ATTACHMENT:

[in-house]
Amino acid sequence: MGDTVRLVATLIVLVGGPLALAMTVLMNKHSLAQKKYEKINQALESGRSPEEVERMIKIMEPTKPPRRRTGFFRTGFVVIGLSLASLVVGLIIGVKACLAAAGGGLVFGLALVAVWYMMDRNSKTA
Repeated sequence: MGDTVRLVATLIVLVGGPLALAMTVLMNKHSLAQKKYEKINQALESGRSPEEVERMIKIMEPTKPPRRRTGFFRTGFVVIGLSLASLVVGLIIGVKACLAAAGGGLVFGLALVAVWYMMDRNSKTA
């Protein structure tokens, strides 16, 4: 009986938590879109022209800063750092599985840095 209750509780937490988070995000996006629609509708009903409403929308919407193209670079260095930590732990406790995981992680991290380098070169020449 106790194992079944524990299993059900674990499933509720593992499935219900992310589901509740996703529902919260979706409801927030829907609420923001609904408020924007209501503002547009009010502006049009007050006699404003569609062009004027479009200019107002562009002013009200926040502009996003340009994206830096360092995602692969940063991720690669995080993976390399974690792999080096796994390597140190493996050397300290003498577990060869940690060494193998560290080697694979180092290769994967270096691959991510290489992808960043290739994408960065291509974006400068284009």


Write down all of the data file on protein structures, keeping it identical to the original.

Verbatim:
[in-house]
Amino acid sequence: MGDTVRLVATLIVLVGGPLALAMTVLMNKHSLAQKKYEKINQALESGRSPEEVERMIKIMEPTKPPRRRTGFFRTGFVVIGLSLASLVVGLIIGVKACLAAAGGGLVFGLALVAVWYMMDRNSKTA
Repeated sequence: MGDTVRLVATLIVLVGGPLALAMTVLMNKHSLAQKKYEKINQALESGRSPEEVERMIKIMEPTKPPRRRTGFFRTGFVVIGLSLASLVVGLIIGVKACLAAAGGGLVFGLALVAVWYMMDRNSKTA
């Protein structure tokens, strides 16, 4: 009986938590879109022209800063750092599985840095 209750509780937490988070995000996006629609509708009903409403929308919407193209670079260095930590732990406790995981992680991290380098070169020449 106790194992079944524990299993059900674990499933509720593992499935219900992310589901509740996703529902919260979706409801927030829907609420923001609904408020924007209501503002547009009010502006049009007050006699404003569609062009004027479009200019107002562009002013009200926040502009996003340009994206830096360092995602692969940063991720690669995080993976390399974690792999080096796994390597140190493996050397300290003498577990060869940690060494193998560290080697694979180092290769994967270096691959991510290489992808960043290739994408960065291509974006400068284009």